For the present though, natural resources are at the heart of the US’s interest in Africa and natural resource discoveries on the African continent are on the increase. Oil is important, with just five out of 54 African countries not engaged in either oil exploration or oil production.
Dramatic discoveries of valuable raw materials are also being made – for example, over the last few years there have been significant discoveries of natural gas in Mozambique and Tanzania and a massive coal discovery in Mozambique as well. There have also been high-profile discoveries of oil reserves in Kenya and Uganda.
The US’s total trade with sub-Saharan Africa came to $63.3bn in 2013, 12% short of 2012. Nonetheless, US exports to Africa grew at a rate of 6.9% to $24bn – more than triple the growth rate of its exports going to the rest of the world.
Exports to sub-Saharan Africa overall came to 1.5% of the US’s global exports. South Africa, Nigeria, Angola, Ghana and Togo were the most important destinations of US exports in the region.
Although countries such as South Africa and Nigeria are established consumers of US products, there were some big climbers in the export destination stakes. For example, US exports to Togo grew 158%, largely due to exports of mineral fuel to the Francophone West African country.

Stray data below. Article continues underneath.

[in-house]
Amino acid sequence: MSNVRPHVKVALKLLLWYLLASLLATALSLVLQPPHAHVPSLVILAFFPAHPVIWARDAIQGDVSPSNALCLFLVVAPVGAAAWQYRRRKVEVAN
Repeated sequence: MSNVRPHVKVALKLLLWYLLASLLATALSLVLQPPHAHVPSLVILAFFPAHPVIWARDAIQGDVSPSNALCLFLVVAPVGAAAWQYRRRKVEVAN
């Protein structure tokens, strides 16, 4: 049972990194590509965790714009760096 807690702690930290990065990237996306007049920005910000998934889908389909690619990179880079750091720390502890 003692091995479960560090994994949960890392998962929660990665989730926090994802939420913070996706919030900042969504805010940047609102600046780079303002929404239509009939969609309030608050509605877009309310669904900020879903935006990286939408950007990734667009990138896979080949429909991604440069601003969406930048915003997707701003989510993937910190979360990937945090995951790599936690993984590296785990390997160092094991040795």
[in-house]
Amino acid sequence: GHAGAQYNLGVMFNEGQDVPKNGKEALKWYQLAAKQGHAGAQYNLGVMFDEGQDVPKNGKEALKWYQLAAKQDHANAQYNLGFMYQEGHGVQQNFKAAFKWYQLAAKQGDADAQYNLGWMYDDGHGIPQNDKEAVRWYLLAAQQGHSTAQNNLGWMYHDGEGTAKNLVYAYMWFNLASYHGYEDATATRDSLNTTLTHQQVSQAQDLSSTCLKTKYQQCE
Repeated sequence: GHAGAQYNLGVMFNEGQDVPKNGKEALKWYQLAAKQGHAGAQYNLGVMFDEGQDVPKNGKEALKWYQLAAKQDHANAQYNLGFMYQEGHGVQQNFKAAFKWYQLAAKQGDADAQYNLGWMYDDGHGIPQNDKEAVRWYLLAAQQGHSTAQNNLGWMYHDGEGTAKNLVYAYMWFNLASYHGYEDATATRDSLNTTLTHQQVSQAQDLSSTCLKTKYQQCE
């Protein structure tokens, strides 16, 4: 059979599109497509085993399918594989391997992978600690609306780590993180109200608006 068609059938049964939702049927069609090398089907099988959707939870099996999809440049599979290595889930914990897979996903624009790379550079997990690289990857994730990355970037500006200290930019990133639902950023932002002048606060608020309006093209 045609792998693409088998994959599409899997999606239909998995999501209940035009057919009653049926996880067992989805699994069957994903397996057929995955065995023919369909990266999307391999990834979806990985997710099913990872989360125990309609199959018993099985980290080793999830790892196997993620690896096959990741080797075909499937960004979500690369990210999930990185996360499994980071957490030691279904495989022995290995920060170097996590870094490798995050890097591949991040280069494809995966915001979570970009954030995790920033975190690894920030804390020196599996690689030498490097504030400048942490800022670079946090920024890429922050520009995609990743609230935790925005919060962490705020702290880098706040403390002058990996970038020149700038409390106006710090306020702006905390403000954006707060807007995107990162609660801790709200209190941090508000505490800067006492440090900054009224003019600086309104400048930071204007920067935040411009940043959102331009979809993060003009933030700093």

Similarly, a spike in exports of US machinery to Morocco stimulated a 225% growth in US exports to the country in 2013.
Progress with African exports to the US has been less impressive, however. Demand for fuel and oil imports in the US has fallen and this has had a dramatic effect on African exports to the country.
A 6% decrease in demand for precious stones and metals, coupled with a dip of 15% in demand for iron and steel imports from the region, has also taken its toll. In 2013, sub-Saharan exports to the US tumbled by over a fifth to $39.3bn.
US imports from the region in that year accounted for just 1.7% of the US’s total imports. The biggest exporters to the US include oil-producing heavyweights Nigeria and Angola, as well as South Africa, Chad and Democratic Republic of Congo.
Nigerian, mainly oil, exports to the US crashed 38%, and exports from Angola dipped 11%. The export of mainly minerals from DR Congo shrank 22%, and exports from Gabon were cut dramatically by 41%; 80% of Gabon’s exports are oil.
In terms of imports to the US under the AGOA agreement, 2013 also proved to be a mixed year. AGOA imports dropped 23% compared with 2012, to $26.8bn.
Again, this was mainly due to lagging demand for petroleum, which represented 82% of all AGOA imports – demand crashed by 27%. Most other products were raw materials and imports of those to the US diminished slightly in 2013 – by 2% compared with the previous year, coming to $4.9bn. Overall agricultural-related imports fell 13%, chemical-related product imports tumbled 12% and imports related to minerals and metals fell 5%.
It was a more positive story in terms of the import of textiles and apparel, however – imports from Africa grew 11%. Similarly the import of transport equipment increased 6%.The biggest exporters through the AGOA agreement were Nigeria, Angola, South Africa, Chad, and DRC.
Other top exporters were Mauritius, Kenya, Gabon and Lesotho.